On the nose, the Rosa Blanco initially reads as fairly rich (for a blanco) and spicy—I’m getting lots of cracked pepper, fresh agave, salt and mineral notes. Over time, sweeter elements of orange zest and vanilla become more apparent, eventually suggesting orange soda. One might think they’re also getting faint notes of strawberry jam, but it’s hard to say whether the red fruit impressions are simply something you expect to find in a product this color. Regardless, the contribution from the barrel seems fairly minimal, but the tequila itself is full of character.

On the palate, this is quite peppery and spicy, which happens to be something I like, though it may not be quite what the intended consumer would be expecting. Things do turn fruity, though, with orange marmalade and strawberry jam notes, which segue into a finish that reins in the sweetness, turning fairly dry and slightly bitter, almost pithy. It’s a bit hotter as well in the ethanol department than you’d expect for the low proof, and I was feeling the Rosa Blanco more in my chest than one expects with a merely 80 proof spirit. Nevertheless, the novelty of the color and pleasant fruit/spice profile is enough to make me enjoy this one for what it is, and you know it will stand out on a shelf.


Calirosa Tequila Anejo

MSRP: $74

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Unlike the brief respite in oak experienced by the Rosa Blanco, the Anejo entry from Calirosa (they didn’t bother with a reposado, though they do have an extra anejo) has been in those ex-wine barrels for quite a while, at 18 months. And one can clearly see that from the bottle as well, as the exposure has turned this tequila to a unique shade of auburn, almost ochre. Suffice to say, the base tequila is sure to have been transformed in a much more thorough way as a result. Let’s see.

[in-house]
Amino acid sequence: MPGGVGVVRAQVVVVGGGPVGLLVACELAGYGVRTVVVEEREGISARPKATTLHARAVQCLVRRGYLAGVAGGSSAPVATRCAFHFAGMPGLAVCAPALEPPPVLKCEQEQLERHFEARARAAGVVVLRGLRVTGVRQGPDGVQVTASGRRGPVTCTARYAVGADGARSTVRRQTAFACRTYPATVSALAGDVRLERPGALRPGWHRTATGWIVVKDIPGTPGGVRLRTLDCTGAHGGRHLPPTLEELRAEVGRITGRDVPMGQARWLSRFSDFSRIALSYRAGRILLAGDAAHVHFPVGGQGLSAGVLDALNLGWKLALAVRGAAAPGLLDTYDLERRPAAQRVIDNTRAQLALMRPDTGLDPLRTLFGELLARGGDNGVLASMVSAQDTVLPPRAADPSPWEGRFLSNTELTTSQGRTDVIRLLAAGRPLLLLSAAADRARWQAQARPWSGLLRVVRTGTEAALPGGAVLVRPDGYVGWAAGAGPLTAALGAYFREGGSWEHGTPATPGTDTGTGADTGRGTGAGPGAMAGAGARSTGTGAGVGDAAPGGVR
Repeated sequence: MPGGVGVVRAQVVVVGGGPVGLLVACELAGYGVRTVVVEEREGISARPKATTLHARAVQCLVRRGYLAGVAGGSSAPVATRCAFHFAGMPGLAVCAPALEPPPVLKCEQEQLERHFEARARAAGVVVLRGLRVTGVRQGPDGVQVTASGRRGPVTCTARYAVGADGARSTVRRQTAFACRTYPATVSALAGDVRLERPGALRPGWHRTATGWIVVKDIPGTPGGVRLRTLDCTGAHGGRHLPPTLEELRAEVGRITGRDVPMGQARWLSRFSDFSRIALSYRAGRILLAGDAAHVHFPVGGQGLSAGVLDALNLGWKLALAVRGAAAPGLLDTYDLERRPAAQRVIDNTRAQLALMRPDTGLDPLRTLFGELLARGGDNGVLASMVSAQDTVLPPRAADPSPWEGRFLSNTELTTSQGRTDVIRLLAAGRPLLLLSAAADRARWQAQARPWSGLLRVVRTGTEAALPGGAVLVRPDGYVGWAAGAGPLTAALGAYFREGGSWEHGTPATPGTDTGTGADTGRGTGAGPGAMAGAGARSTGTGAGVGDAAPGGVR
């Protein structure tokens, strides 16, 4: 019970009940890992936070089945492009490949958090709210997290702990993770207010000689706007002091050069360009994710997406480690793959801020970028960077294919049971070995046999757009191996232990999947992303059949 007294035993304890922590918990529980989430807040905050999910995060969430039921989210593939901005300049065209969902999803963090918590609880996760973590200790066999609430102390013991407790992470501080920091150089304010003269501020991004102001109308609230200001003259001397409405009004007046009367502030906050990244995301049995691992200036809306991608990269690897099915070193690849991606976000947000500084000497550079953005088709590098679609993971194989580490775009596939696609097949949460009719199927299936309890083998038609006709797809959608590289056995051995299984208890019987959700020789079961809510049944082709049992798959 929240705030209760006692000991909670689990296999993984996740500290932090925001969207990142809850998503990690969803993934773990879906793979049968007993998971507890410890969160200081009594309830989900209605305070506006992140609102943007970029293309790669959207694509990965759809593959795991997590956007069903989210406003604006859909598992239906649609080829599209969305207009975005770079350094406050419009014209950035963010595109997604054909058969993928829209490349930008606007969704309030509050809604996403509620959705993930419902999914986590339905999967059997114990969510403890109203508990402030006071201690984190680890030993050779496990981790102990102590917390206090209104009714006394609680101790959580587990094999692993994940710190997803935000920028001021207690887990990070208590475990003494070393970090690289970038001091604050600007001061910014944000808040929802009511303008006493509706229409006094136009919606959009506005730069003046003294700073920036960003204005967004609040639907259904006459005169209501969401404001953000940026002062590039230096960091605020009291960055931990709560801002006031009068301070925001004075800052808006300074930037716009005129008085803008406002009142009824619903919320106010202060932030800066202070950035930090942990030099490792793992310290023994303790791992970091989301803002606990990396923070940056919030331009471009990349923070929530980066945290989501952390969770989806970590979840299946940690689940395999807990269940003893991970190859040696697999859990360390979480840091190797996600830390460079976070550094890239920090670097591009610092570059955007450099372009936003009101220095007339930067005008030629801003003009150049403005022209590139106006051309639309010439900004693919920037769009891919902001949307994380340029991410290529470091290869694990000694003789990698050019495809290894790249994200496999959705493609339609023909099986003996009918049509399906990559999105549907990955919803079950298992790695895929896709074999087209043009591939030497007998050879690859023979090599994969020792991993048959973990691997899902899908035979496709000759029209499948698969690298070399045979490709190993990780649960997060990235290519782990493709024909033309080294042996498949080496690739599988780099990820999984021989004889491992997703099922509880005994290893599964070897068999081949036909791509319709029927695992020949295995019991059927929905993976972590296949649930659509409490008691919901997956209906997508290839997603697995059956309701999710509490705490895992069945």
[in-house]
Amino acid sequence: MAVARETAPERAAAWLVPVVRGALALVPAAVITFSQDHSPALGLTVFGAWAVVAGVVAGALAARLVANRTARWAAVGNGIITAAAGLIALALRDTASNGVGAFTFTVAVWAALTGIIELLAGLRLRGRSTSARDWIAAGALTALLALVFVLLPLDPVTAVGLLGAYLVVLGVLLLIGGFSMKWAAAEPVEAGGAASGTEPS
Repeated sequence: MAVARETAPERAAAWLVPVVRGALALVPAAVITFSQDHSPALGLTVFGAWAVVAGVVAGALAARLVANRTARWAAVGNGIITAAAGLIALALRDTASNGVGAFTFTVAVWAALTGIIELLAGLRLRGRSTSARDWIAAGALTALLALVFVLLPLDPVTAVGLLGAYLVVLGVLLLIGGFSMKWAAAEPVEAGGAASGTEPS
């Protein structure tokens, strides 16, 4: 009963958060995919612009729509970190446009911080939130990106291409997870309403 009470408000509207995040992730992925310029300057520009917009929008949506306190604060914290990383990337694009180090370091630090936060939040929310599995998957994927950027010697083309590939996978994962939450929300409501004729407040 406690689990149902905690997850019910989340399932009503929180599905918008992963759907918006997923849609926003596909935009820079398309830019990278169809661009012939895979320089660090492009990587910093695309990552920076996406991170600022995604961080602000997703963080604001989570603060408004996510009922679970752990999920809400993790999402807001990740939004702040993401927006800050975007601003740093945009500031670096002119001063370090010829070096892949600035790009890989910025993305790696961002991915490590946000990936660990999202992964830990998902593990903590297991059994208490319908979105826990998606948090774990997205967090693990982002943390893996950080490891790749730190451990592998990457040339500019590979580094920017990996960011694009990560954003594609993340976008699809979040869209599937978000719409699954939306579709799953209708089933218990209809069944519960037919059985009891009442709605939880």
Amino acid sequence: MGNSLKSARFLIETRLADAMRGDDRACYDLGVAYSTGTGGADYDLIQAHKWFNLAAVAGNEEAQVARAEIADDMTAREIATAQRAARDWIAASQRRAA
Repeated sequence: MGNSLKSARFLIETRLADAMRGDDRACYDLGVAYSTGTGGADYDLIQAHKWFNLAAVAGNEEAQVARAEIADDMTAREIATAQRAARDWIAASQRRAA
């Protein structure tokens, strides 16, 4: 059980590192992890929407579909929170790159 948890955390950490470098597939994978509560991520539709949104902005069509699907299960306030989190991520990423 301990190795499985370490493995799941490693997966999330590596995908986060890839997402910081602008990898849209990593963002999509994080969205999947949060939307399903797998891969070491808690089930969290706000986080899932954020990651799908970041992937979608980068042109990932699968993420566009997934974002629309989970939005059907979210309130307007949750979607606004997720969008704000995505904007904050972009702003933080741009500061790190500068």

On the nose, this is quite unique, pretty much unlike any tequila nose I’ve smelled in recent memory. It’s very sweet, very decadent and confectionery in profile—I’m getting lots of cake batter aroma, along with buttercream frosting, vanilla and some berry notes. The vanilla is quite heavy, though there’s also toasty elements that are likely derived from the wine barrels as well. It’s an almost unnerving amount of “baked goods” vibes on the nose for me.

On the palate, I’m getting caramel and chocolate-covered orange segments, along with more of those toasted vibes—almost like toasted marshmallows. It’s quite sweet again here, with lots of vanilla and a more nebulous sugariness. Search for them, and you will find the more expected fruit notes of strawberry and currant, but they play a secondary role behind all of the sweetness and confectionery notes.

All in all, I think this is a really interesting experiment, but the quality tequila here has really been overtaken and defined by the barrel. For some consumers who prefer anejo tequila, that may be just what they’re looking for. Personally, I wouldn’t have minded a more delicate touch here.


Jim Vorel is a Paste staff writer and resident liquor geek. You can follow him on Twitter for more drink writing.